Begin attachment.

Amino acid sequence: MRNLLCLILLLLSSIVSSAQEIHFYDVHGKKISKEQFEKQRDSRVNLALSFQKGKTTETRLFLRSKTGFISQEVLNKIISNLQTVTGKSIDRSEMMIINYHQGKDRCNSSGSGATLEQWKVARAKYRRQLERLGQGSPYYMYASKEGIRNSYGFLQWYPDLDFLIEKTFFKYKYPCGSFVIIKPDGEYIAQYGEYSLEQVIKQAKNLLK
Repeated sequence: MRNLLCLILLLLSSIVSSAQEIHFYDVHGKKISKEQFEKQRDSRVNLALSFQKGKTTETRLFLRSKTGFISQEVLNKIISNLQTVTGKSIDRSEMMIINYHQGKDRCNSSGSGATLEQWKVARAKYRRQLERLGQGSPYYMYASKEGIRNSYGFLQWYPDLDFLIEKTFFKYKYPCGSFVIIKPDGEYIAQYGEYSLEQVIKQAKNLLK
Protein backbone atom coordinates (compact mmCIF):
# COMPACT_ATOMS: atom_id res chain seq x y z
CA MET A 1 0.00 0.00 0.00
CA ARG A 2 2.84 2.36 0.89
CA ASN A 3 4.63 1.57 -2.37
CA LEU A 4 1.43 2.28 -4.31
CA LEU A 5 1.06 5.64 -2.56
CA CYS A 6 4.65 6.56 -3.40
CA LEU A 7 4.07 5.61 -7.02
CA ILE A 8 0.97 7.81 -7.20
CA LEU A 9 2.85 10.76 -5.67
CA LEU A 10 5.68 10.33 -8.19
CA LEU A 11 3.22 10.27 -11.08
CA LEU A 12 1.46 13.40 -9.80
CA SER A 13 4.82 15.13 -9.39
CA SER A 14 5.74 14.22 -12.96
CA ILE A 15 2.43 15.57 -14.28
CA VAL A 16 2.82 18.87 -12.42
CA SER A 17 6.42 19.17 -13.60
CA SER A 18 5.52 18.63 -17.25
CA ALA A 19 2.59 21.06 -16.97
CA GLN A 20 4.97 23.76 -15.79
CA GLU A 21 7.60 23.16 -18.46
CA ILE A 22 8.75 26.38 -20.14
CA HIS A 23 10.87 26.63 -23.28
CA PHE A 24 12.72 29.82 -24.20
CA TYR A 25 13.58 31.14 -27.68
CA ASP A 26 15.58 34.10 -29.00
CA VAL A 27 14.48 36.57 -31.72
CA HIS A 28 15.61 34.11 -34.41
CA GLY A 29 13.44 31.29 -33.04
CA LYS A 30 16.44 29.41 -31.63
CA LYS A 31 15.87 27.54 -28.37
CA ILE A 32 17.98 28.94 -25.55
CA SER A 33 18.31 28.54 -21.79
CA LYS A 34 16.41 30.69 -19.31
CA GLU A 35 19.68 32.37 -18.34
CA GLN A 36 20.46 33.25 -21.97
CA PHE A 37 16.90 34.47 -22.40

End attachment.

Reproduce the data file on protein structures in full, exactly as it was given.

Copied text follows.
Amino acid sequence: MRNLLCLILLLLSSIVSSAQEIHFYDVHGKKISKEQFEKQRDSRVNLALSFQKGKTTETRLFLRSKTGFISQEVLNKIISNLQTVTGKSIDRSEMMIINYHQGKDRCNSSGSGATLEQWKVARAKYRRQLERLGQGSPYYMYASKEGIRNSYGFLQWYPDLDFLIEKTFFKYKYPCGSFVIIKPDGEYIAQYGEYSLEQVIKQAKNLLK
Repeated sequence: MRNLLCLILLLLSSIVSSAQEIHFYDVHGKKISKEQFEKQRDSRVNLALSFQKGKTTETRLFLRSKTGFISQEVLNKIISNLQTVTGKSIDRSEMMIINYHQGKDRCNSSGSGATLEQWKVARAKYRRQLERLGQGSPYYMYASKEGIRNSYGFLQWYPDLDFLIEKTFFKYKYPCGSFVIIKPDGEYIAQYGEYSLEQVIKQAKNLLK
Protein backbone atom coordinates (compact mmCIF):
# COMPACT_ATOMS: atom_id res chain seq x y z
CA MET A 1 0.00 0.00 0.00
CA ARG A 2 2.84 2.36 0.89
CA ASN A 3 4.63 1.57 -2.37
CA LEU A 4 1.43 2.28 -4.31
CA LEU A 5 1.06 5.64 -2.56
CA CYS A 6 4.65 6.56 -3.40
CA LEU A 7 4.07 5.61 -7.02
CA ILE A 8 0.97 7.81 -7.20
CA LEU A 9 2.85 10.76 -5.67
CA LEU A 10 5.68 10.33 -8.19
CA LEU A 11 3.22 10.27 -11.08
CA LEU A 12 1.46 13.40 -9.80
CA SER A 13 4.82 15.13 -9.39
CA SER A 14 5.74 14.22 -12.96
CA ILE A 15 2.43 15.57 -14.28
CA VAL A 16 2.82 18.87 -12.42
CA SER A 17 6.42 19.17 -13.60
CA SER A 18 5.52 18.63 -17.25
CA ALA A 19 2.59 21.06 -16.97
CA GLN A 20 4.97 23.76 -15.79
CA GLU A 21 7.60 23.16 -18.46
CA ILE A 22 8.75 26.38 -20.14
CA HIS A 23 10.87 26.63 -23.28
CA PHE A 24 12.72 29.82 -24.20
CA TYR A 25 13.58 31.14 -27.68
CA ASP A 26 15.58 34.10 -29.00
CA VAL A 27 14.48 36.57 -31.72
CA HIS A 28 15.61 34.11 -34.41
CA GLY A 29 13.44 31.29 -33.04
CA LYS A 30 16.44 29.41 -31.63
CA LYS A 31 15.87 27.54 -28.37
CA ILE A 32 17.98 28.94 -25.55
CA SER A 33 18.31 28.54 -21.79
CA LYS A 34 16.41 30.69 -19.31
CA GLU A 35 19.68 32.37 -18.34
CA GLN A 36 20.46 33.25 -21.97
CA PHE A 37 16.90 34.47 -22.40